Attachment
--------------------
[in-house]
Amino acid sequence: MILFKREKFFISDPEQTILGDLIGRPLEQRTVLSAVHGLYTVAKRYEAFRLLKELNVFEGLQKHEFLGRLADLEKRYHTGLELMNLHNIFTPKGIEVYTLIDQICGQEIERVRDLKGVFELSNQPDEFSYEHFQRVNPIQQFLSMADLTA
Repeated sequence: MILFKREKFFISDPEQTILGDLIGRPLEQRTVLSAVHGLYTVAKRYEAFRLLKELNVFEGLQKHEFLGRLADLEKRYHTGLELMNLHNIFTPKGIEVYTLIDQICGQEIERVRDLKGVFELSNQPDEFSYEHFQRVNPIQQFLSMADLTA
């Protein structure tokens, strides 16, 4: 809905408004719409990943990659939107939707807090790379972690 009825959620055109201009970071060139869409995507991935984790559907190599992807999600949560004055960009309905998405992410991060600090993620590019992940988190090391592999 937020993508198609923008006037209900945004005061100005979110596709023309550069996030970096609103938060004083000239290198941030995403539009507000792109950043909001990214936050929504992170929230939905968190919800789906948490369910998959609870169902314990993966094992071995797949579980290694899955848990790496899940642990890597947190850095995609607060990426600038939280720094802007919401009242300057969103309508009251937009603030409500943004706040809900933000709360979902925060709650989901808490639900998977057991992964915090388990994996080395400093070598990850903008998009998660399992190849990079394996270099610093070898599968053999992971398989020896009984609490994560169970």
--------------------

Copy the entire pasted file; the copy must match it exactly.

[in-house]
Amino acid sequence: MILFKREKFFISDPEQTILGDLIGRPLEQRTVLSAVHGLYTVAKRYEAFRLLKELNVFEGLQKHEFLGRLADLEKRYHTGLELMNLHNIFTPKGIEVYTLIDQICGQEIERVRDLKGVFELSNQPDEFSYEHFQRVNPIQQFLSMADLTA
Repeated sequence: MILFKREKFFISDPEQTILGDLIGRPLEQRTVLSAVHGLYTVAKRYEAFRLLKELNVFEGLQKHEFLGRLADLEKRYHTGLELMNLHNIFTPKGIEVYTLIDQICGQEIERVRDLKGVFELSNQPDEFSYEHFQRVNPIQQFLSMADLTA
């Protein structure tokens, strides 16, 4: 809905408004719409990943990659939107939707807090790379972690 009825959620055109201009970071060139869409995507991935984790559907190599992807999600949560004055960009309905998405992410991060600090993620590019992940988190090391592999 937020993508198609923008006037209900945004005061100005979110596709023309550069996030970096609103938060004083000239290198941030995403539009507000792109950043909001990214936050929504992170929230939905968190919800789906948490369910998959609870169902314990993966094992071995797949579980290694899955848990790496899940642990890597947190850095995609607060990426600038939280720094802007919401009242300057969103309508009251937009603030409500943004706040809900933000709360979902925060709650989901808490639900998977057991992964915090388990994996080395400093070598990850903008998009998660399992190849990079394996270099610093070898599968053999992971398989020896009984609490994560169970």